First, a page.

Al Qaeda attack overshadows Yemen power transition
SANAA (Reuters) - A suicide car bomb claimed by al Qaeda killed at least 26 people outside a presidential palace in southern Yemen on Saturday, hours after Abd-Rabbu Mansour Hadi was sworn as Yemen's new president with the job of bringing stability to an increasingly chaotic nation.
The car was driven at a palace in the port city of Mukalla, Yemen's fourth-largest city, far from the capital Sanaa where Hadi was sworn in. Dozens were injured, and the governor of Hadramout province said most of the dead were members of the national army, the Republican Guard.
"Al Qaeda is responsible for the suicide bombing in Mukalla in retaliation for the Republican Guard's crimes," an al Qaeda source told Reuters. Sanaa, scene of much fighting in recent months between factions of the army supporting protesters and units loyal to Saleh, was relatively quiet, however.
After taking the oath, Hadi had singled out al Qaeda, whose active Arabian Peninsula branch is based in Yemen, as a top priority for his new administration: "Continuing the war against al Qaeda is a national and religious duty."
The former army general was elected as the sole candidate to replace Ali Abdullah Saleh, who had led Yemen for three decades but was pushed out by months of street protests sparked by the Arab Spring, and supervise a transition to democracy.
While the street protests and bouts of bloody repression by security forces have subsided, Yemen remains in turmoil from mass poverty, unemployment and corruption, rebellions in the north and south, and the threat from al Qaeda.
Saudi Arabia and the United States long saw Saleh as the main bulwark against al Qaeda in Yemen, which sits on one of the world's main oil shipping routes, but threw their weight behind a power transfer deal as protests against him grew.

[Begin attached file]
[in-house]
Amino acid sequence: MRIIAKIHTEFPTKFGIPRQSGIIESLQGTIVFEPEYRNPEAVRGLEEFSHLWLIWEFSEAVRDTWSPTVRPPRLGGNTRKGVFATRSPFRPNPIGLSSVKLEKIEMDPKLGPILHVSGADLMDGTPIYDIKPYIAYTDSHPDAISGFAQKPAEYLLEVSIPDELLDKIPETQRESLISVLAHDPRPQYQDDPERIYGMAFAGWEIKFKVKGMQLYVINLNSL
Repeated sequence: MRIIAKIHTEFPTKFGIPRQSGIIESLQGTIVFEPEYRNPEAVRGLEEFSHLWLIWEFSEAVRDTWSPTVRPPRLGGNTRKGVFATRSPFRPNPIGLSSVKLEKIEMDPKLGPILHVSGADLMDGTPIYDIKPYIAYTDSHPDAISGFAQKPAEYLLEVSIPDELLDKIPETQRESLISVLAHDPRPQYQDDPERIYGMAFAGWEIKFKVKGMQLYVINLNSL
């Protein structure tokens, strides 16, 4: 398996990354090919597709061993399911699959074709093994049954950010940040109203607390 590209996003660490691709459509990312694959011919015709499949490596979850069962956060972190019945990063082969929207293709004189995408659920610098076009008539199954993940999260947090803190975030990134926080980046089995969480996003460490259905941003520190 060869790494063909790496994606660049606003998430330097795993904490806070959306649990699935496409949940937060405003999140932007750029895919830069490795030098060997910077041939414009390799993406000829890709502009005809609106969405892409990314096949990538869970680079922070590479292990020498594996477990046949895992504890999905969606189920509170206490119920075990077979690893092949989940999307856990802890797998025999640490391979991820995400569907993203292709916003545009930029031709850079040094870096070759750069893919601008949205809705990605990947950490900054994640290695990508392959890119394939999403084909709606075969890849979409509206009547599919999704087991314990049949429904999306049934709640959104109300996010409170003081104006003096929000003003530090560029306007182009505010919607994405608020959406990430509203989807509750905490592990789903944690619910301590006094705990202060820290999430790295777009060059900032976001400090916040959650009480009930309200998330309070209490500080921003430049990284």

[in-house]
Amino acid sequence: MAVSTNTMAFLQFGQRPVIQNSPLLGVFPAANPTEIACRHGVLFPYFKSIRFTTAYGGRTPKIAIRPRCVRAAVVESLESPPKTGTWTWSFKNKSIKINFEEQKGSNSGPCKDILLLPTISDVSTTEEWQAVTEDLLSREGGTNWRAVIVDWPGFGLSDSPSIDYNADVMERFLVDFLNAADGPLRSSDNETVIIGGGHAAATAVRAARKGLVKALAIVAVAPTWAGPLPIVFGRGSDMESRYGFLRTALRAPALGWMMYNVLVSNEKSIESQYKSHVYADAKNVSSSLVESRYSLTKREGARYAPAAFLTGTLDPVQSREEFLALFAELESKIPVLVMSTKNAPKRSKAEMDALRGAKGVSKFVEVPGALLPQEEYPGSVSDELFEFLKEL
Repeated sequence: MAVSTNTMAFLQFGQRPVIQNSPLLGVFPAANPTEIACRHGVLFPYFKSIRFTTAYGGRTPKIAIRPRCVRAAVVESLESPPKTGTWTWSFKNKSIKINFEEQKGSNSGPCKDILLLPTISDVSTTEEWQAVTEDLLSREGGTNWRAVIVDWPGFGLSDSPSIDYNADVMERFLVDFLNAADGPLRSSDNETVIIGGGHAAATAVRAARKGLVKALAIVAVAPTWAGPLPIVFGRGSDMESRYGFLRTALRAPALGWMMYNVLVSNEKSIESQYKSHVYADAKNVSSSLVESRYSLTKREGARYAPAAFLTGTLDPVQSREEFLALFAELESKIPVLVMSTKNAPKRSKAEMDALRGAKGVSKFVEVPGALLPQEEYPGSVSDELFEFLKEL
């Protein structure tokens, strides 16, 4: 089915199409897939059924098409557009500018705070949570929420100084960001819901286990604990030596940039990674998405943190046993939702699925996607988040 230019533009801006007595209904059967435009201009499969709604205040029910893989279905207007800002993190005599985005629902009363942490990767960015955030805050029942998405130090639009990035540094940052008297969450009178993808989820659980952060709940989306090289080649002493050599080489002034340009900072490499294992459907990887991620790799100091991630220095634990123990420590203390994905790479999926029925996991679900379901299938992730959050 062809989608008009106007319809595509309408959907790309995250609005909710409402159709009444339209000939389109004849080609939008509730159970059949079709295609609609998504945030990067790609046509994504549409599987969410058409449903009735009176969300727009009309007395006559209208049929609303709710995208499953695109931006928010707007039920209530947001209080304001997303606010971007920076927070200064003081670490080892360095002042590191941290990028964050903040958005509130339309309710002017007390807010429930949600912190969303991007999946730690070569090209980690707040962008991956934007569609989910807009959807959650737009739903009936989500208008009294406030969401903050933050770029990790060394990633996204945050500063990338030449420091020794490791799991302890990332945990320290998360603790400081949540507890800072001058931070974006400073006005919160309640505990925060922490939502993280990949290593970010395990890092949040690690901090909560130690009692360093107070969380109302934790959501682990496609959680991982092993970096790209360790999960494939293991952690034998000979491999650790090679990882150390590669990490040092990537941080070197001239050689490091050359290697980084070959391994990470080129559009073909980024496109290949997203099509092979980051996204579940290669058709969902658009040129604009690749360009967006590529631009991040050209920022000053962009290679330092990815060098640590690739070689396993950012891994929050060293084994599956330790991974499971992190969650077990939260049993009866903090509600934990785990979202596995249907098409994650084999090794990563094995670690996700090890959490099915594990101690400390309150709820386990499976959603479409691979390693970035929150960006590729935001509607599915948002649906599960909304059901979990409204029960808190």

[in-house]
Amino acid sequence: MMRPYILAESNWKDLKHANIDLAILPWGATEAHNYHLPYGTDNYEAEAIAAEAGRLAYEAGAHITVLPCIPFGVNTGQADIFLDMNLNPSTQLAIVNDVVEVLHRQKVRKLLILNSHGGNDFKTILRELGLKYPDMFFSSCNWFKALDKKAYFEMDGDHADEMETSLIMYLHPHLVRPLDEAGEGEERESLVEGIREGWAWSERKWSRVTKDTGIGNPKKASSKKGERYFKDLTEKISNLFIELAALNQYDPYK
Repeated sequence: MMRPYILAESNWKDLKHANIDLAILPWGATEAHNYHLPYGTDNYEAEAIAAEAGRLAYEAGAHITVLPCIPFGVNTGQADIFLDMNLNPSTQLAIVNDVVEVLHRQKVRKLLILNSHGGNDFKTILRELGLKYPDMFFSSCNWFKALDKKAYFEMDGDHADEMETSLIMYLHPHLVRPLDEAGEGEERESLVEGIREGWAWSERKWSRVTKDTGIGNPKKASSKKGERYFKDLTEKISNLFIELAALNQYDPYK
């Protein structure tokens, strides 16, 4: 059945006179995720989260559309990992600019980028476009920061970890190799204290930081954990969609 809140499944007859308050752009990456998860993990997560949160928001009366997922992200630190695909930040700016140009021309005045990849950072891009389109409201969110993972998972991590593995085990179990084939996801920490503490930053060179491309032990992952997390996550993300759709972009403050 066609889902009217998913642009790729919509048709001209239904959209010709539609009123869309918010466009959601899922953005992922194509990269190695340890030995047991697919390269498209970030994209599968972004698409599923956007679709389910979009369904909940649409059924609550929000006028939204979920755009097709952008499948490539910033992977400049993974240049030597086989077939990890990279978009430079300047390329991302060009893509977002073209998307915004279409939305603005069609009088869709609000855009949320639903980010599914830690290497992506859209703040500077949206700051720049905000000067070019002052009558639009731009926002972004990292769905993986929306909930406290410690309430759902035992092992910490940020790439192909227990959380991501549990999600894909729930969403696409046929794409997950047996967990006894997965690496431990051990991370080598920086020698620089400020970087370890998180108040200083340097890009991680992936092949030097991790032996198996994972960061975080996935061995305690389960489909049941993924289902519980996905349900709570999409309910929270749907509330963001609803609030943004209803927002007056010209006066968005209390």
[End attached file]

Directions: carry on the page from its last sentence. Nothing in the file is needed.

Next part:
DRAWING A LINE
Hadi said in a speech that Yemen must draw a line under a year of protests and violence and turn its attention to economic problems and the job of returning those displaced by the crisis to their homes.
Jamal Benomar, U.N. envoy to Yemen, said: "Yemenis want an end to the crisis, and to turn a new page. Now it's time to rebuild, for consensus and concord ... and to bring people into an inclusive political process."
The U.S. ambassador to Yemen, Gerald Feierstein, said: "We are seeing the beginning of a process that I believe will deliver great results over the next two years."
Hadi now has the job of overseeing a two-year political transition that foresees parliamentary elections, a new constitution and a restructuring of the military, in which Saleh's son and nephew still hold power.
"I stand here at a historic moment ... I look to the Yemeni people and give them thanks. The crisis reached every city and village and house, but Yemen will continue to go forward," Hadi said.
"If we don't deal with challenges practically, then chaos will reign."
Hadi's inauguration ceremony is scheduled for Monday. Saleh, who returned to Yemen early on Saturday after seeking treatment in the United States for injuries suffered in an assassination attempt last year, is due to attend.
After Hadi's speech, protesters in the southern city of Aden clashed with security forces, killing one soldier, a local security official said. Two soldiers and two protesters were injured, medics added.
(Additional reporting by Nour Merza in Dubai and Mohammed Mukhashaf in Aden; Writing by Reed Stevenson; Editing by Kevin Liffey)
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